Finally, manipulation with the goal of making reporting conditions as arbitrary as possible are also hallmarks of Qaddafi's strategy. One April afternoon, over 20 journalists in Tripoli were asked, for no apparent reason, to leave the country within 24 hours. The next morning, the deadline had been extended by two days. Ultimately, all were permitted to stay. Saif al-Qaddafi, the Libyan leader's second-eldest son, hailed his invitation to some 100 international journalists to report from Tripoli as an opportunity for the world to see reality on the ground. Yet one international journalist described the conditions under which she and her colleagues were forced to operate as "seemingly designed to exhaust the reporters, more suited to a detention facility, which this kind of is -- a plush expensive one. But the journalists in Tripoli are completely at the whim and mercy of the regime." Similarly in Syria, the government forcibly sent Al-Jazeera reporter Dorothy Parvaz to Iran after she tried to enter the country, but claimed for days that she was in custody. As if a reminder that journalists are routinely exploited in political maneuvers was necessary, Parvaz was released and sent to Qatar, presumably after the tiny Gulf emirate responded favorably to a political overture by Tehran "seeking closer ties with the Doha government," as the New York Times put it.

While Tripoli's treatment of journalists has been archetypical of a regime all too willing to engage in outright criminal behavior vis-à-vis journalists, it is hardly the only government in the region which will deploy violence and intimidation against media. Indeed, Yemeni president Ali Abdullah Saleh claimed that the country's revolution was the product of an Al-Jazeera conspiracy to topple the government in Sana'a, a notion as preposterous as Libya's assertion that journalists are not targeted. Syria's contention that "a lot of exaggeration and many unspecified things were said by news media" and that "Syrian state television tells the truth; no one else," as expounded by senior presidential advisor Buthaina Shaaban in a March press conference hardly warrant serious consideration. Equally groundless assertions -- perhaps most notably that demonstrators and any journalist who questions the government-sanctioned narrative are infiltrators trained and bankrolled by the U.S., Israel, Iran, Hamas, Hezbollah, and/or other sinister shadowy forces -- have been made, to little effect, by Egypt, Bahrain, Syria, and others at various points since January.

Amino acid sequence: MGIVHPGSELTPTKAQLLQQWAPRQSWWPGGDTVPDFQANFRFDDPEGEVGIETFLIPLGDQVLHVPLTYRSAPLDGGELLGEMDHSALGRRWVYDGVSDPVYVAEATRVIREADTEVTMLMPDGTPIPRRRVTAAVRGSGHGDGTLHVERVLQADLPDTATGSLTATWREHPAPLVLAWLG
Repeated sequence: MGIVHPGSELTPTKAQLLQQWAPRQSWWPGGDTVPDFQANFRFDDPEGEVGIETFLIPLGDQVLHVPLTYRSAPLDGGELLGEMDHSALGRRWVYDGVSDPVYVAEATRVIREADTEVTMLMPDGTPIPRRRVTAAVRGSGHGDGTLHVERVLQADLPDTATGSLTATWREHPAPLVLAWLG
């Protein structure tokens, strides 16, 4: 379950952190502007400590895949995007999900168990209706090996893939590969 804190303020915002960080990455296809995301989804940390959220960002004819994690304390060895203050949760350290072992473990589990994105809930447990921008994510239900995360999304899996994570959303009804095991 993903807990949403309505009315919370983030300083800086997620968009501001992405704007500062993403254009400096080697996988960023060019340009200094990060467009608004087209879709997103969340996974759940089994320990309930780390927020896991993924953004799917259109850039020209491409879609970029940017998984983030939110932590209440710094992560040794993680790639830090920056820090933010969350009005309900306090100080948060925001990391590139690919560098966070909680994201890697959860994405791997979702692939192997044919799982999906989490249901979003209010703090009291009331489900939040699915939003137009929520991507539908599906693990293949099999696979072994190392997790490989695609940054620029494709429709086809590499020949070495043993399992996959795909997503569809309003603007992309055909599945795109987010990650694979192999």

With 13 journalists killed in Tunisia, Egypt, Iraq, Bahrain, Yemen, and Libya since the beginning of the year, there is no doubt that reporters in this part of the world, when not deemed objects to be used in political posturing and negotiations, are seen as a nuisance to be eliminated.

Mohamed Abdel Dayem is program coordinator for the Middle East & North Africa at the New York-based Committee to Protect Journalists. Follow him on twitter @xmarksthespot77.